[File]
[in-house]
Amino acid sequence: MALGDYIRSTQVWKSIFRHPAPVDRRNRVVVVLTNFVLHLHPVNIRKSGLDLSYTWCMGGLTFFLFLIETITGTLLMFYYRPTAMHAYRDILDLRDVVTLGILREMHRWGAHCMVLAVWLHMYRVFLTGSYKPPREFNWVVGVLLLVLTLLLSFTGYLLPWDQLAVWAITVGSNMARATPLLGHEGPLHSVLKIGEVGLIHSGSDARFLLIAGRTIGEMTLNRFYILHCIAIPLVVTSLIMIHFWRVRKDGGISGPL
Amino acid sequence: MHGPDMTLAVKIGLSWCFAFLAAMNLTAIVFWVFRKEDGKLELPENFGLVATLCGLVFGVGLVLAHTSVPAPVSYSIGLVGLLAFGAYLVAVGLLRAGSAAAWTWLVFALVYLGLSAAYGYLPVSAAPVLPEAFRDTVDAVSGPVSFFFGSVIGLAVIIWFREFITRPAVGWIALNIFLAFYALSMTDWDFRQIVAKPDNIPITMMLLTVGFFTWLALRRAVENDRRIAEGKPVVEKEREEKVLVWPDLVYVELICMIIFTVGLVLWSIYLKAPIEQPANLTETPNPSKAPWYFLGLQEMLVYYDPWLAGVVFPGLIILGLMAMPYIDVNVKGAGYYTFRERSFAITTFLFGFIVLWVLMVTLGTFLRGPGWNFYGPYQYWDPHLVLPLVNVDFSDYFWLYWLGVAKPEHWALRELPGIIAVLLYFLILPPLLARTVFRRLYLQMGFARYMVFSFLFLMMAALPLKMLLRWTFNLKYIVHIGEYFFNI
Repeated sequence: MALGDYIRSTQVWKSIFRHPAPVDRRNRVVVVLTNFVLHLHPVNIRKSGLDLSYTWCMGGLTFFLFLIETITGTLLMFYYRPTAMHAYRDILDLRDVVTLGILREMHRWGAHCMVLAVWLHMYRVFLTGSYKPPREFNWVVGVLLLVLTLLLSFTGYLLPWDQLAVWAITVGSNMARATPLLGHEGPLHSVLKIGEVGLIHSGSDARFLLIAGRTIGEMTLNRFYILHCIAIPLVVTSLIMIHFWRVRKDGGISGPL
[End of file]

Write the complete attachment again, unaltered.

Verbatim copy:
[in-house]
Amino acid sequence: MALGDYIRSTQVWKSIFRHPAPVDRRNRVVVVLTNFVLHLHPVNIRKSGLDLSYTWCMGGLTFFLFLIETITGTLLMFYYRPTAMHAYRDILDLRDVVTLGILREMHRWGAHCMVLAVWLHMYRVFLTGSYKPPREFNWVVGVLLLVLTLLLSFTGYLLPWDQLAVWAITVGSNMARATPLLGHEGPLHSVLKIGEVGLIHSGSDARFLLIAGRTIGEMTLNRFYILHCIAIPLVVTSLIMIHFWRVRKDGGISGPL
Amino acid sequence: MHGPDMTLAVKIGLSWCFAFLAAMNLTAIVFWVFRKEDGKLELPENFGLVATLCGLVFGVGLVLAHTSVPAPVSYSIGLVGLLAFGAYLVAVGLLRAGSAAAWTWLVFALVYLGLSAAYGYLPVSAAPVLPEAFRDTVDAVSGPVSFFFGSVIGLAVIIWFREFITRPAVGWIALNIFLAFYALSMTDWDFRQIVAKPDNIPITMMLLTVGFFTWLALRRAVENDRRIAEGKPVVEKEREEKVLVWPDLVYVELICMIIFTVGLVLWSIYLKAPIEQPANLTETPNPSKAPWYFLGLQEMLVYYDPWLAGVVFPGLIILGLMAMPYIDVNVKGAGYYTFRERSFAITTFLFGFIVLWVLMVTLGTFLRGPGWNFYGPYQYWDPHLVLPLVNVDFSDYFWLYWLGVAKPEHWALRELPGIIAVLLYFLILPPLLARTVFRRLYLQMGFARYMVFSFLFLMMAALPLKMLLRWTFNLKYIVHIGEYFFNI
Repeated sequence: MALGDYIRSTQVWKSIFRHPAPVDRRNRVVVVLTNFVLHLHPVNIRKSGLDLSYTWCMGGLTFFLFLIETITGTLLMFYYRPTAMHAYRDILDLRDVVTLGILREMHRWGAHCMVLAVWLHMYRVFLTGSYKPPREFNWVVGVLLLVLTLLLSFTGYLLPWDQLAVWAITVGSNMARATPLLGHEGPLHSVLKIGEVGLIHSGSDARFLLIAGRTIGEMTLNRFYILHCIAIPLVVTSLIMIHFWRVRKDGGISGPL